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Trap-Jaw Ants Box To Define Colony Rank, Video Shows

Feb 15, 2016 11:43 AM EST
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Antenna-boxing matches within ant colonies help dictate social rank for some trap-jaw ants. Florida natives (Odontomachus brunneus), for instance, can hit their opponent at a record-setting rate of 41.5 strikes per second, making it the world's fastest known boxer.

Trap-jaw ants are carnivores with incredibly strong mandibles that can lock back at 180 degrees. When sensory hairs lining their razor sharp mandibles are touched they can snap shut around prey and make for a painful bite, similar to a Venus flytrap.

In the latest study, researchers from the University of Illinois and North Carolina Museum of Natural Sciences used high-speed cameras to film antenna-boxing matches in a total of four species of trap-jaw ants. They then counted how hastily each species pummeled its opponents, according to a news release.

"All social animals exhibit dominance behaviors of one kind or another," Andrew Suarez, University of Illinois entomology professor and animal biology department head, explained in the release. "In the case of social insects, we often focus on their chemical communication system, but in these ants the antennal boxing was too remarkable to ignore."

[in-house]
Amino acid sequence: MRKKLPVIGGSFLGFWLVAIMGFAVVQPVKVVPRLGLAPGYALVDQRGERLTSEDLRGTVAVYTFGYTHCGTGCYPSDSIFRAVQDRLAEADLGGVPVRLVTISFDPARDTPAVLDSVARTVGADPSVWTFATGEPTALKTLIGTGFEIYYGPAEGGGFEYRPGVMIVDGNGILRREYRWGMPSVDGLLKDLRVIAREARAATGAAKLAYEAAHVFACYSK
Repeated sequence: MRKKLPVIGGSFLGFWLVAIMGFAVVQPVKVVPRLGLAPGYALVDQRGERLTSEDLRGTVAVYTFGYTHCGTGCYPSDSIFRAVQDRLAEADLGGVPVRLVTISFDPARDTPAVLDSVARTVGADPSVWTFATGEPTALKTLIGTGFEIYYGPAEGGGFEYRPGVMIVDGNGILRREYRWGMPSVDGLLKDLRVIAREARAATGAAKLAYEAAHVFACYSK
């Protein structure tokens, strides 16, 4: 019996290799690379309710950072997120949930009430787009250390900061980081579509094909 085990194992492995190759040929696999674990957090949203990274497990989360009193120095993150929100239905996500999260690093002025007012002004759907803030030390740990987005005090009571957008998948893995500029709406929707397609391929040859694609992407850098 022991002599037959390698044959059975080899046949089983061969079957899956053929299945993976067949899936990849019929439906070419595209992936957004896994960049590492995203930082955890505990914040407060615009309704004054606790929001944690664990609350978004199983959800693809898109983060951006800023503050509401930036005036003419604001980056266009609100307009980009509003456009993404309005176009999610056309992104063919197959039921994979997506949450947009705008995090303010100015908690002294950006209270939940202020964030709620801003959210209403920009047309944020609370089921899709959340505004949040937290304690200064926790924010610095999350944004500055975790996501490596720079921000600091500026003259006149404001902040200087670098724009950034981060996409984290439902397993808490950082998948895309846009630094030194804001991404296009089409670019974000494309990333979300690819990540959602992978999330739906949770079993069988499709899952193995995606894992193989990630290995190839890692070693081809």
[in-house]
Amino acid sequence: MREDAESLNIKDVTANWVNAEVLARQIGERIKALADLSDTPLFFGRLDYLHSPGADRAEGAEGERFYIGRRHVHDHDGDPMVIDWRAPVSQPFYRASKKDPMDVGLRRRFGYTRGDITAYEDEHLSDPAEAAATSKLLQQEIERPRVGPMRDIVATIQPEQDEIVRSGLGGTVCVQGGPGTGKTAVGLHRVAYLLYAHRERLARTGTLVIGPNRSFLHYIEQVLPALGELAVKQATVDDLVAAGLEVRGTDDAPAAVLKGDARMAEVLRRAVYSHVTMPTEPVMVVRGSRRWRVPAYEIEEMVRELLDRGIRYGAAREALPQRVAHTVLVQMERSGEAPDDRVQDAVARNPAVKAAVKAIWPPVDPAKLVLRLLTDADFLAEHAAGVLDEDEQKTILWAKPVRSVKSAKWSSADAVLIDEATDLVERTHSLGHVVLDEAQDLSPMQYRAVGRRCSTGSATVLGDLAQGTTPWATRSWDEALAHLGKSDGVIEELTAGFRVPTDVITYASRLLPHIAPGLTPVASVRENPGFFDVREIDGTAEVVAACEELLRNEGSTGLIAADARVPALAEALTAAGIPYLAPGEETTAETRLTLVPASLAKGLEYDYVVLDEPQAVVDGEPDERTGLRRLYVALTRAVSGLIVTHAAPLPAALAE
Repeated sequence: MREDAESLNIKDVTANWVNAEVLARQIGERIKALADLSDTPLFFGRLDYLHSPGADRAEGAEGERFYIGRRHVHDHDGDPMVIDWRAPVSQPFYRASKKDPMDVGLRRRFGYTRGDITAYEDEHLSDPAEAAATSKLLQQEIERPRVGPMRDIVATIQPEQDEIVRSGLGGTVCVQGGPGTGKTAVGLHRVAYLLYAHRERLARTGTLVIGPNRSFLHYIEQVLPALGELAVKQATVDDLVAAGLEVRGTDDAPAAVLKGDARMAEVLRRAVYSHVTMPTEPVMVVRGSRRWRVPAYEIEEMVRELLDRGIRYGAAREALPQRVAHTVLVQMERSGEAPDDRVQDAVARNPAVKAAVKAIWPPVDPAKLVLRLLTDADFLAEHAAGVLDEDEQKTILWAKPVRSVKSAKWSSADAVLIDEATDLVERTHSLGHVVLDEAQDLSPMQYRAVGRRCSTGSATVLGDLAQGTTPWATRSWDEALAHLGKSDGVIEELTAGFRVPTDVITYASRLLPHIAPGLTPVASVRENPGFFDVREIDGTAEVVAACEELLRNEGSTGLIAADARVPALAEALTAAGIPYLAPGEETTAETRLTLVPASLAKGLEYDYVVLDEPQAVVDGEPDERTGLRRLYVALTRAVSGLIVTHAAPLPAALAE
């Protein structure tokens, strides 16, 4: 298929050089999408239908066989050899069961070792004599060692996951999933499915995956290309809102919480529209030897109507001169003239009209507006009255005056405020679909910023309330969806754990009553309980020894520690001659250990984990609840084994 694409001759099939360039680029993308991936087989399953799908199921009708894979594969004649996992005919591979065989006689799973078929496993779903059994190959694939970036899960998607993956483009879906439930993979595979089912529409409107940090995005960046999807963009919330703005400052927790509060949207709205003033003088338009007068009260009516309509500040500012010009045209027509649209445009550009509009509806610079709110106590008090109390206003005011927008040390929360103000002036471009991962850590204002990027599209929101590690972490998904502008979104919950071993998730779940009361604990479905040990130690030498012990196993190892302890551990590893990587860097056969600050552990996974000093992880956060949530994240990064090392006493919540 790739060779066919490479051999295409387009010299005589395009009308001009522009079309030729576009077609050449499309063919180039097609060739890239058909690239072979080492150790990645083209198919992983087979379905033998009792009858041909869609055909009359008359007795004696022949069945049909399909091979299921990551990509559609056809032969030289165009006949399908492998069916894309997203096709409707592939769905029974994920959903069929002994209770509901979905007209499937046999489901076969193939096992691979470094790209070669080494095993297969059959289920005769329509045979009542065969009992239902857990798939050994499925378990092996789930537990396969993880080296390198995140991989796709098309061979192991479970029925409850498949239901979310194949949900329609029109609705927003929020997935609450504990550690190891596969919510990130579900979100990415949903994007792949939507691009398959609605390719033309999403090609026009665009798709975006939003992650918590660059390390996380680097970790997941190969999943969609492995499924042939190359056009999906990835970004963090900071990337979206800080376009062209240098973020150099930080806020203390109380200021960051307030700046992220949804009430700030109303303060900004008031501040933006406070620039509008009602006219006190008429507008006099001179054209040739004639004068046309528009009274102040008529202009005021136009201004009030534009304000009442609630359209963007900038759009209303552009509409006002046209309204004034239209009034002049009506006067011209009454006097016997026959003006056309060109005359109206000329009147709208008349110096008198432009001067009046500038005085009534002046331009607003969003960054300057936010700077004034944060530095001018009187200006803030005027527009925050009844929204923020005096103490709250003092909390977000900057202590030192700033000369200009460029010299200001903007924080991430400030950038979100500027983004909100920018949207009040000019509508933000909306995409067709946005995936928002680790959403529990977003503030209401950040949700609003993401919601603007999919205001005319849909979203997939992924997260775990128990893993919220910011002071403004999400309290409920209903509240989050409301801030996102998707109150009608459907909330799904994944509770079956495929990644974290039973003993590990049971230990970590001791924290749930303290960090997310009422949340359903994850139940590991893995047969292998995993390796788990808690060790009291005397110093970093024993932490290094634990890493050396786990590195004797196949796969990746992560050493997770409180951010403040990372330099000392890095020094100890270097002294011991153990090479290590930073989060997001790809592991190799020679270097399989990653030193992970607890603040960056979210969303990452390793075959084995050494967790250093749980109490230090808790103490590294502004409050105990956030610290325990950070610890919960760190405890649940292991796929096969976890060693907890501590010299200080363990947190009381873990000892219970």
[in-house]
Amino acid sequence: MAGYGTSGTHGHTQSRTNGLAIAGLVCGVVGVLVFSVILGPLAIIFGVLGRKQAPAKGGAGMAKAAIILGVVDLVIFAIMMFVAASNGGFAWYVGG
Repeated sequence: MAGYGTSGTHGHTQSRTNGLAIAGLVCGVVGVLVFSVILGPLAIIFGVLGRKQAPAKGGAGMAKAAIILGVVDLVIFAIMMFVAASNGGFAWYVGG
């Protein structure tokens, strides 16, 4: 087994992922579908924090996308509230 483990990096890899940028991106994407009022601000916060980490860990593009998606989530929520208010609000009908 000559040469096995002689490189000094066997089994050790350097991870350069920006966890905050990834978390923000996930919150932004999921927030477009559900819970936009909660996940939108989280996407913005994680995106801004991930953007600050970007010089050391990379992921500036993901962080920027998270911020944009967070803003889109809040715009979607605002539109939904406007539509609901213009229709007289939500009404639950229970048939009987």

Generally, worker ants engage in these antennal boxing bouts. The fighting determines which ant has to stay in the nest and which gets to go out into the world to find food for the colony.

Compared to the Florida dwelling trap-jaw ants, Odontomachus rixosus, hailing from Cambodia, would hit their opponents at a rate of 19.5 strikes per second -- the slowest of the four species, according to the slow motion video.

"Trap-jaw ants are the fastest boxers ever recorded," co-author Adrian Smith of North Carolina State University added. "Describing how fast multiple species box each other helps us understand how this behavior evolves. For instance, we found that when one species uses boxing as a form of aggression, the behavior is indistinguishable from boxing as a social dominance interaction between colony members."

Next, researchers plan to study why social organisms like trap-jaw ants use antennal boxing and other aggressive behaviors to organize their societies.

Their study was recently published in the journal Insectes Sociaux.

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